What the Top Tech Companies are Looking for in Engineers

Makinde Adeagbo
The Compiler
Published in
6 min readApr 6, 2016


Makinde Adeagbo has worked as a software engineer and manager at Pinterest, Dropbox, Bridge International Academies, and Facebook. He is also the founder of /dev/color,

Last year I shared a definitive experience from early in my career. It led me to the realization that nobody knows what they’re doing. That experience ultimately empowered me to approach challenges head on and forge an ambitious career in software engineering. The themes in the story resonated far beyond software engineering — many folks from accounting to law told me that it spoke to experiences they’d gone through as well.

The broad appeal of the previous story also came with some questions, particularly from software engineers early in their careers. Some asked, “If you didn’t know what you were doing, how did you get the job in the first place?” or “Hey, I know JavaScript and HTML, so why aren’t the top tech companies hiring me?”. These are actually great questions. Thinking back to my early career, and the hundreds of interviews I’ve conducted, there’s one skill required for success that I took for granted when I wrote the previous article. And that skill is especially useful when starting your career at a fast-growing startup.

Beyond the Baseline Knowledge

People often discuss software engineering jobs, and access to them, in terms of an understanding of the baseline technical material. They’ll talk about knowing how to build a website in the MEAN stack, or putting together an iOS or Android app for an agency, or deep knowledge of data structures and algorithms. They are describing the knowledge of software engineering. Understanding these technical areas is clearly important and useful. Knowing those basics are all that’s required to excel in some jobs. But this baseline knowledge is only half of the equation at the top tech startups. The second, and arguably more important, half is the ability to combine this base knowledge to solve problems you haven’t seen before. This is the skill of software engineering, and it is often left out of the discussion. This is the skill that allows a coding bootcamp grad with a literature background to outperform a computer science grad from a top university. It’s the skill that allows a team of people with little direct experience to outperform larger companies. Early engineers that I talk to can gain the most by developing this skill.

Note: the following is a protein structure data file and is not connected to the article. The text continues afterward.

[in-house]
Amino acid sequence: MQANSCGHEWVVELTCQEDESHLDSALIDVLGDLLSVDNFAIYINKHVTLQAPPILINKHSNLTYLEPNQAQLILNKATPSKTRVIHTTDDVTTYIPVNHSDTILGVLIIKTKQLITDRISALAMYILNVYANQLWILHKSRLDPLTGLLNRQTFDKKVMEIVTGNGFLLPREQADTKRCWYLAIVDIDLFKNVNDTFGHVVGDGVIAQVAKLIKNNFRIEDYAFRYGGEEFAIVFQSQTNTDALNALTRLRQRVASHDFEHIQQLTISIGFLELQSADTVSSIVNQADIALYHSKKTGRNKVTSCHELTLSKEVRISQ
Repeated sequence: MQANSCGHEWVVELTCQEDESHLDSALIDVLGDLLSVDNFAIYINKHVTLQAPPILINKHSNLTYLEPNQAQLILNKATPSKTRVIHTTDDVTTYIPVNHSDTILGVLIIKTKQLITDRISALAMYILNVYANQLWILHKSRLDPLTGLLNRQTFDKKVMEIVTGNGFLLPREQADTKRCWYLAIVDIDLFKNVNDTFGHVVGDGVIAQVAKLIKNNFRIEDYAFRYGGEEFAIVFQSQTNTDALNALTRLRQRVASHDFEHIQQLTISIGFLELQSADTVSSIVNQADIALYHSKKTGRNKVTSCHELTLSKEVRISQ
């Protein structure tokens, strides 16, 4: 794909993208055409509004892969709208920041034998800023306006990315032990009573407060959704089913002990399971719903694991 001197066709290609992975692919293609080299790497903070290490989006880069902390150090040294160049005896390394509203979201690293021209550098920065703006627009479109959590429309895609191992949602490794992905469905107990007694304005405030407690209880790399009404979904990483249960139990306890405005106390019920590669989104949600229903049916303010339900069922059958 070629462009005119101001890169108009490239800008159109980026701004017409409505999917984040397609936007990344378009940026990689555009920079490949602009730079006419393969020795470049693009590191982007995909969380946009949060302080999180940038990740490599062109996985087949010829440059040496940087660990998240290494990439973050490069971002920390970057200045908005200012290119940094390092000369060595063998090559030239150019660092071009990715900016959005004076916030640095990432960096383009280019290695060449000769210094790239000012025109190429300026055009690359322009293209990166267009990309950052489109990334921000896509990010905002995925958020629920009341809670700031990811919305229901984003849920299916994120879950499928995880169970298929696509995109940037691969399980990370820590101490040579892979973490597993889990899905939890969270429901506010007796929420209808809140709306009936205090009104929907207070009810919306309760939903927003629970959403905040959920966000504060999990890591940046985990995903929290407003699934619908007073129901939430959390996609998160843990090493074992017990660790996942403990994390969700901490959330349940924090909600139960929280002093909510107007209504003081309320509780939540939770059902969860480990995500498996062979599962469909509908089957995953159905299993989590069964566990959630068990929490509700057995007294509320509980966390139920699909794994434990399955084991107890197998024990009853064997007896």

To truly understand why this skill is so important, let me tell you a bit about what it’s like to work as a software engineer at a tech company. Change is the consistent trait across all tech working environments. It is especially amplified at fast-growing companies. You might be asked to optimize performance on a highly trafficked part of the app one month, then asked to make front end tweaks to optimize growth the next month, then asked to build out the backend for storing calendar data the next. The landscape changes quickly at growing companies. Engineers who can be dropped into a new area to figure it out are a great resource for the company. In fact, those projects are all things I took on within my first 4 months at Facebook, right out of college. I didn’t know how to do any of those things before I arrived at Facebook. I handled it because I’d practiced synthesizing solutions to unfamiliar problems.

The problems that engineers at the top tech companies face require them to look into their toolbox and figure out the best combination of tools to use.

A helpful analogy is that of a mechanic fixing cars. It’s great to know the foundations of how a car works and specifically how to fix automatic transmissions. There are lots of great repair shops that do just that. Similarly, there are lots of tech companies that need people to execute the basics. Take a well-known problem and apply a well-known solution. But working at a top tech firm is often quite different. It’s like working at the shop and getting a transmission to fix. But then next week someone wants a new timing belt, and you have to figure out how to do that. And then the next week after, a broken go-kart. And the next week a boat. The problems that engineers at the top tech companies face require them to look into their toolbox and figure out the best combination of tools to use.